Jose Campos | RHP
The cousin of former big leaguer Kelvim Escobar and current big leaguer Alcides Escobar, Campos grew up in the Venezuelan port town of La Guaira. The Cardinals tried to sign him in late-2008/early-2009, but his parents refused to sign the contract. When the Mariners stepped in and offered a slightly larger bonus — $115k — he joined Seattle in January of ’09.
The Mariners assigned Campos to the Venezuelan Summer League in both 2009 and 2010, where he pitched to a 4.10 ERA with 82 strikeouts and 35 walks in 90 total innings. They brought him stateside in 2011, holding him back in Extended Spring Training before shuffling him off to their short season Northwest League affiliate. The 19-year-old Campos was the best right-handed pitcher in the circuit, posting a 2.32 ERA with 85 strikeouts (9.4 K/9 and 25.7 K%) and 13 walks (1.4 BB/9 and 3.9 BB%) in 81.1 IP across 14 starts. After the season, Baseball America ranked him as the third best prospect in the league.
The Yankees officially acquired Campos and Michael Pineda from the Mariners in exchange for Jesus Montero and Hector Noesi earlier this week.
Listed at 6-foot-4 and 195 lbs., Campos is all about the fastball. He routinely sits 93-95 with life on the pitch and has run it up as high as 98 in the past. His breaking ball is still trying to decide if it wants to be a slider or a curveball, and a nascent changeup rounds out his repertoire. Both offspeed offerings have flashed swing-and-missability and have a chance to develop into above-average pitches down the road. Campos is an extreme strike thrower, filling up the zone with his fastball.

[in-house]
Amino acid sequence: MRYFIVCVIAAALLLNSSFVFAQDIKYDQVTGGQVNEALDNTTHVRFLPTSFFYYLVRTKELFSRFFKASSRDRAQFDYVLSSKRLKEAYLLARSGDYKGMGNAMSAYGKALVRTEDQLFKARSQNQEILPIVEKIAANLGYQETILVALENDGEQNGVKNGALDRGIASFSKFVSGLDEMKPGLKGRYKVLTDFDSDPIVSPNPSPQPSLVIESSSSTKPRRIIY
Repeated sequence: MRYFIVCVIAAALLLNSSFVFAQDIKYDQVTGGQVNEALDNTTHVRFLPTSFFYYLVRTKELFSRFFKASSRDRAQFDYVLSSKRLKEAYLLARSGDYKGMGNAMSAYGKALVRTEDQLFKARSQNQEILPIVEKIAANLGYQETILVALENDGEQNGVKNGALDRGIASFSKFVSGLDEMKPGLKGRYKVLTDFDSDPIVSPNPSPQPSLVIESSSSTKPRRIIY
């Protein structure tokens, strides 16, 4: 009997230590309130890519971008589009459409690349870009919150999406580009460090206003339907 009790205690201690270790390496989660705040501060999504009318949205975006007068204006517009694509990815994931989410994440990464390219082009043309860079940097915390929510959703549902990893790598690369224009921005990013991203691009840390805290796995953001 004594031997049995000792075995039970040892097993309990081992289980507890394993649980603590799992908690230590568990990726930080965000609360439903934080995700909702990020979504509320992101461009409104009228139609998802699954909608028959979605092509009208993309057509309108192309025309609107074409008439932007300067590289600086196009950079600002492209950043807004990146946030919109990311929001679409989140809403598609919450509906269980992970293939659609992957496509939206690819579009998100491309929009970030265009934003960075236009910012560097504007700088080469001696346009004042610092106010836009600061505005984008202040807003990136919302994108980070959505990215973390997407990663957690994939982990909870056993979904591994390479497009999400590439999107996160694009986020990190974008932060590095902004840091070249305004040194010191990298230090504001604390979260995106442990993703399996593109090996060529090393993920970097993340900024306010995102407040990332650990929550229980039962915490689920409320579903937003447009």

Like many of the prospects the Yankees have targeted in recent years, Campos has drawn praise for his makeup and poise. The Mariners tweaked his delivery just a bit in ExST last year, allowing him to get better extension and throw with his entire body, not just his arm. Here’s some video.
After dominating a short season league last year, Campos will join what figures to be a prospect-heavy Low-A Charleston roster this coming season. He’ll start the year at 19 and won’t turn 20 until late-July.
I didn’t even know Campos existed until the trade went down, and everything I know about the kid is in this post. He’s obviously years away from the big leagues and far from perfect, but a 19-year-old with command of a heavy fastball is already a strong prospect. Add in a big projectable frame and the makings of two very good offspeed pitches, and you’ve got a special prospect. I’m interested to see him in full season ball next year, particularly in the second half when he gets up there in innings and we can get some decent reports on the breaking ball and change. Campos immediately became the Yankees’ third best pitching prospect with the trade, ahead of the MLB-ready Triple-A guys because of upside.